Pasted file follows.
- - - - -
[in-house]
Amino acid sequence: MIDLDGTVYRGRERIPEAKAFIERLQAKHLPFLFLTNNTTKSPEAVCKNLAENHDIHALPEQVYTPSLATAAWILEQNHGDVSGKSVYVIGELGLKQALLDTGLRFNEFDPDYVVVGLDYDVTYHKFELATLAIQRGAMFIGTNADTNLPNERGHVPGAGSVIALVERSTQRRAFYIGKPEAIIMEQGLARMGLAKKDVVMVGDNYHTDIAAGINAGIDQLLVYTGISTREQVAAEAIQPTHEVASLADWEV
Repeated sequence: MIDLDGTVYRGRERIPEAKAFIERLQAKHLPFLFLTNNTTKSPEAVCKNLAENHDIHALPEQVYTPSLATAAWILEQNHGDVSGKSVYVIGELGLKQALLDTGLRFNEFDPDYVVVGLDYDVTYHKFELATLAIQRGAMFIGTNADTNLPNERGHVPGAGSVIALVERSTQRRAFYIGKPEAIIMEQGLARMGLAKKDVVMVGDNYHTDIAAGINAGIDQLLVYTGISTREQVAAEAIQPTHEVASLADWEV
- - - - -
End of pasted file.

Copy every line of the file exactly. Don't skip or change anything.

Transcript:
[in-house]
Amino acid sequence: MIDLDGTVYRGRERIPEAKAFIERLQAKHLPFLFLTNNTTKSPEAVCKNLAENHDIHALPEQVYTPSLATAAWILEQNHGDVSGKSVYVIGELGLKQALLDTGLRFNEFDPDYVVVGLDYDVTYHKFELATLAIQRGAMFIGTNADTNLPNERGHVPGAGSVIALVERSTQRRAFYIGKPEAIIMEQGLARMGLAKKDVVMVGDNYHTDIAAGINAGIDQLLVYTGISTREQVAAEAIQPTHEVASLADWEV
Repeated sequence: MIDLDGTVYRGRERIPEAKAFIERLQAKHLPFLFLTNNTTKSPEAVCKNLAENHDIHALPEQVYTPSLATAAWILEQNHGDVSGKSVYVIGELGLKQALLDTGLRFNEFDPDYVVVGLDYDVTYHKFELATLAIQRGAMFIGTNADTNLPNERGHVPGAGSVIALVERSTQRRAFYIGKPEAIIMEQGLARMGLAKKDVVMVGDNYHTDIAAGINAGIDQLLVYTGISTREQVAAEAIQPTHEVASLADWEV